DART driver hurt as safety devices explode inside cab
A TRAIN driver was lucky to escape with minor injuries after safety devices he was carrying exploded in the cab of a DART.
A report from the Railway Accident Investigation Unit (RAIU) has found that fog signals – which are used to warn other train drivers of danger ahead – exploded after the driver put his bag containing the 12 devices on to the floor of the cab on March 6 last year. He sustained injuries to his hand, his clothing was scorched and he suffered temporary loss of hearing. The cab was also damaged.
Emergency services were quickly on the scene after the explosion, which occurred at 8am at Bray station.
The area was initially treated as a suspected crime scene and the Army bomb-disposal team was dispatched.
The report found that the French supplier of the fog signals had changed the specifications of signals supplied without telling Iarnrod Eireann.
"It was found that the fog signal supplier had changed the fog signals supplied to Iarnrod Eireann to a less robust fog signal," investigators found.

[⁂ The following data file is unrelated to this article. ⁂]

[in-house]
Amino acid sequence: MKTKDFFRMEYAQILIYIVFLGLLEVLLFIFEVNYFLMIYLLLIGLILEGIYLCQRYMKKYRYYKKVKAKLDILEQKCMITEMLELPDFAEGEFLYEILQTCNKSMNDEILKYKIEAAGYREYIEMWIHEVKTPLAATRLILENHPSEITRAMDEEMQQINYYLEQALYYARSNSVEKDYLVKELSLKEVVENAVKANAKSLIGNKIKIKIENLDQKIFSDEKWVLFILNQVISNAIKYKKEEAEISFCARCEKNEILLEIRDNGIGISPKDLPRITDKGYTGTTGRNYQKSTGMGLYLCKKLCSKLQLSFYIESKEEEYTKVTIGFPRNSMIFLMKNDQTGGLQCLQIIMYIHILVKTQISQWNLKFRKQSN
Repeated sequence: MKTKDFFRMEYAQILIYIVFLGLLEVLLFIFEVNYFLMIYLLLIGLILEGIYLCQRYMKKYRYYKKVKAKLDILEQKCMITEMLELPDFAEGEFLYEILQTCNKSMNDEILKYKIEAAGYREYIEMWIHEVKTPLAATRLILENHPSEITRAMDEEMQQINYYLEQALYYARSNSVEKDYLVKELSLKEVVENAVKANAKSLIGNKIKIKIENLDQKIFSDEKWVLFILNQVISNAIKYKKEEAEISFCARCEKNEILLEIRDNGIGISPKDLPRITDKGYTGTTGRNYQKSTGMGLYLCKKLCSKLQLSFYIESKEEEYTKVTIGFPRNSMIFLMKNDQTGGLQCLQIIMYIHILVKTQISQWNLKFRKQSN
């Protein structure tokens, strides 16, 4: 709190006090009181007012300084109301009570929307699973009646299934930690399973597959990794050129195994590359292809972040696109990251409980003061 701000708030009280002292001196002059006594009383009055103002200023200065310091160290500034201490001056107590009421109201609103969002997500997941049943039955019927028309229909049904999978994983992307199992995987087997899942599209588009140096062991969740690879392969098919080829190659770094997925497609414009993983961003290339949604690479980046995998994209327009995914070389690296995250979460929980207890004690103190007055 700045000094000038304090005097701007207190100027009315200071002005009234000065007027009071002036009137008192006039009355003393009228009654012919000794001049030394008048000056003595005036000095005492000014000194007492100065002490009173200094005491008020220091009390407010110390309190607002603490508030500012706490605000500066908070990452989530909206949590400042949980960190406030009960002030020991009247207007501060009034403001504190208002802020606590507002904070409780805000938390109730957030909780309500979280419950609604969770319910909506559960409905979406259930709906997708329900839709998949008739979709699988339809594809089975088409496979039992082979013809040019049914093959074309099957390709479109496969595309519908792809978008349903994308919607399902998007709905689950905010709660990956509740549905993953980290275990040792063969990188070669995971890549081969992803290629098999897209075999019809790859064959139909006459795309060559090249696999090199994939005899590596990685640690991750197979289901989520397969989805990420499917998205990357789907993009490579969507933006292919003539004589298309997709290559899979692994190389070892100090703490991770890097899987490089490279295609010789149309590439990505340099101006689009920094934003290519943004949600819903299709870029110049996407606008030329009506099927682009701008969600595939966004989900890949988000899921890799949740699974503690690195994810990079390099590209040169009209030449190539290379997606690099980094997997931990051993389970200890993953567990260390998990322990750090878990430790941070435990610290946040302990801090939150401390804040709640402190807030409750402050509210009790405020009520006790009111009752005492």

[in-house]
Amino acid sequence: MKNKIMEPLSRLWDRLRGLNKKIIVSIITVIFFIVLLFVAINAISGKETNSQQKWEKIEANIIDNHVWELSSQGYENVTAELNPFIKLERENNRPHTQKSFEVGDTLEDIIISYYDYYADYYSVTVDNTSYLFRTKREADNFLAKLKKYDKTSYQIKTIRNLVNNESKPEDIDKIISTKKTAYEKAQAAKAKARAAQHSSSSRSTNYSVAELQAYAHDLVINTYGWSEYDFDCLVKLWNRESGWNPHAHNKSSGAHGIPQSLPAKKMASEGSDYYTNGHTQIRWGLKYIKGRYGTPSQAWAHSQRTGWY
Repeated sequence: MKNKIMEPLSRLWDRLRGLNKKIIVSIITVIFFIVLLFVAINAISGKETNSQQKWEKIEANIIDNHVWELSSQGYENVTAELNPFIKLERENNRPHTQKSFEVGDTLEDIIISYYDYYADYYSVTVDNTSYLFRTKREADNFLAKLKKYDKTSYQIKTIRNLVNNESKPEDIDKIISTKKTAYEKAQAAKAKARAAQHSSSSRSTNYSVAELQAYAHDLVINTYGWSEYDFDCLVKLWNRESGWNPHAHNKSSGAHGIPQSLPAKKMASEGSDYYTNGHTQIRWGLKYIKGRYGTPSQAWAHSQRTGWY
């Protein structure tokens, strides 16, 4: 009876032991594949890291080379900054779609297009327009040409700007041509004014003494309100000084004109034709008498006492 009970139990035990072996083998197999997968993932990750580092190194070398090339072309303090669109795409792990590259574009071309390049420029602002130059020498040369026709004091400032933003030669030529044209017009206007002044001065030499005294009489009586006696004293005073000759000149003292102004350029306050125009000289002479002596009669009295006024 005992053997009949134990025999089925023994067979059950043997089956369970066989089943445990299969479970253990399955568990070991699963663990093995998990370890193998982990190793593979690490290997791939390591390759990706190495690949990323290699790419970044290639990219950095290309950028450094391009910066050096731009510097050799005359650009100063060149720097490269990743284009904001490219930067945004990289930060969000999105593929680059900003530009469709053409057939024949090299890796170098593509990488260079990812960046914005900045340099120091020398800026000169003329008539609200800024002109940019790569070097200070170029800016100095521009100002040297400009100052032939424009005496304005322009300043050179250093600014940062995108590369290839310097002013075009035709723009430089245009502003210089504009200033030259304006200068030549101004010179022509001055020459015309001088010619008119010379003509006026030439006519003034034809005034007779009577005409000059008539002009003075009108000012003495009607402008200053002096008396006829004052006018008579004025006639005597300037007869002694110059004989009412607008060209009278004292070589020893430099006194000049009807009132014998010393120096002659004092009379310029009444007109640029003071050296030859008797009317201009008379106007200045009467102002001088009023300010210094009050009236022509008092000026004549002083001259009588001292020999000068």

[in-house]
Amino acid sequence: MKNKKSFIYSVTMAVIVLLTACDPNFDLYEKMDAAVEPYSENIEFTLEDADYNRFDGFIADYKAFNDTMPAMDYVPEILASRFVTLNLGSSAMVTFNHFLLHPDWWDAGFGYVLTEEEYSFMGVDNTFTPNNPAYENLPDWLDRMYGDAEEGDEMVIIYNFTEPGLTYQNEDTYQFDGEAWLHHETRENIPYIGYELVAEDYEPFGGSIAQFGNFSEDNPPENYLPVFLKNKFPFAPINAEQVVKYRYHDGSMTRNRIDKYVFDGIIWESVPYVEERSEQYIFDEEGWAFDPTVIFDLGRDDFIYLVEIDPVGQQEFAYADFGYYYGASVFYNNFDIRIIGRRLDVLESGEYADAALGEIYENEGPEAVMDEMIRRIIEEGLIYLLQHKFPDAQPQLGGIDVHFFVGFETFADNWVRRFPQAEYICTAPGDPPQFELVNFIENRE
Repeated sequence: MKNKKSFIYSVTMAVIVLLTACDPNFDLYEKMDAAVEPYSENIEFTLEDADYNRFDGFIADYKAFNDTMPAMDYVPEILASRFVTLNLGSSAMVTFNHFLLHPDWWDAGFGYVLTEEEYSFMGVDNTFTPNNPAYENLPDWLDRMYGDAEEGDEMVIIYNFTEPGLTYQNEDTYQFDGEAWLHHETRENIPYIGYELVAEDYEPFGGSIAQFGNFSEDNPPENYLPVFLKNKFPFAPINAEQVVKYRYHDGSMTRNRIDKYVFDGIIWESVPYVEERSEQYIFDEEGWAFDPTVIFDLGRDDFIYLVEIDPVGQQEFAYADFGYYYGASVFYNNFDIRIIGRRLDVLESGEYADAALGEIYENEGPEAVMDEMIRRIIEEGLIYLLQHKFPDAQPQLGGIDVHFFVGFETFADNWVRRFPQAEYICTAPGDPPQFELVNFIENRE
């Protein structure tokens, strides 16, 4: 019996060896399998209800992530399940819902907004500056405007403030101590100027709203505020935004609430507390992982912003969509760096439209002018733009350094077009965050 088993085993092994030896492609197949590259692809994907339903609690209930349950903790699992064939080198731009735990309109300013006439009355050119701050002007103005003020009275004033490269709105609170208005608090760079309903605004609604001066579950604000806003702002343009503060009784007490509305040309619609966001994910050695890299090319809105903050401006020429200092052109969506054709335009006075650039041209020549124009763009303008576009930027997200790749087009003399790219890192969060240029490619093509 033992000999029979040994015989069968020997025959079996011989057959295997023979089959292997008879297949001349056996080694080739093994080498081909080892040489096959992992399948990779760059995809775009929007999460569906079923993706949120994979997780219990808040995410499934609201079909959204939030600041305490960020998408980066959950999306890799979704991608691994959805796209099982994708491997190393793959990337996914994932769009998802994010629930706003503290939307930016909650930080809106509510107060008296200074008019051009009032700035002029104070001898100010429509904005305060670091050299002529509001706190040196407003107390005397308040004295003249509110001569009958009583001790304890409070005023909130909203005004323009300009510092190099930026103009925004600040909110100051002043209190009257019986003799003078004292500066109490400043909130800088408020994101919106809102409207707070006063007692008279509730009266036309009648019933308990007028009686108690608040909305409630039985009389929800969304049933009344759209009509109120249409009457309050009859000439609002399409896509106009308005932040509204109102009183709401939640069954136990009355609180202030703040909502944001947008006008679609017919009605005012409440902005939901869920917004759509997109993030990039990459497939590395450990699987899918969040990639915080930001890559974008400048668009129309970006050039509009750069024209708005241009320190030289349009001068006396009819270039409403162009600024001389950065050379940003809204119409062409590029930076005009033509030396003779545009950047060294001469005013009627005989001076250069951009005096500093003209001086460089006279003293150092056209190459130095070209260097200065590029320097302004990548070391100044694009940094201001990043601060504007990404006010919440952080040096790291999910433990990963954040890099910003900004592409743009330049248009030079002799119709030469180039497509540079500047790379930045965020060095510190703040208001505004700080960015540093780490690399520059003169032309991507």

"Iarnrod Eireann had not been notified of this change and had not noticed the difference in fog signals until after the accident."
A small metal device which contains explosive, fog signals are placed on the rail behind a train which has broken down.
Any train passing over it causes it to detonate, resulting in a loud bang.
In this case, the 11 devices that exploded were manufactured by a French company named Alsetex, which is owned by another firm, Lacroix.
There have been no similar incidents in Ireland before.
The report made a series of findings including that the rail company had not provided training to staff on handling the signals and did not assess the risk of storing and transporting the devices.
It made three safety recommendations. The company said it had taken on board the recommendations, changed the signals used and introduced a new storage solution so that they were better protected.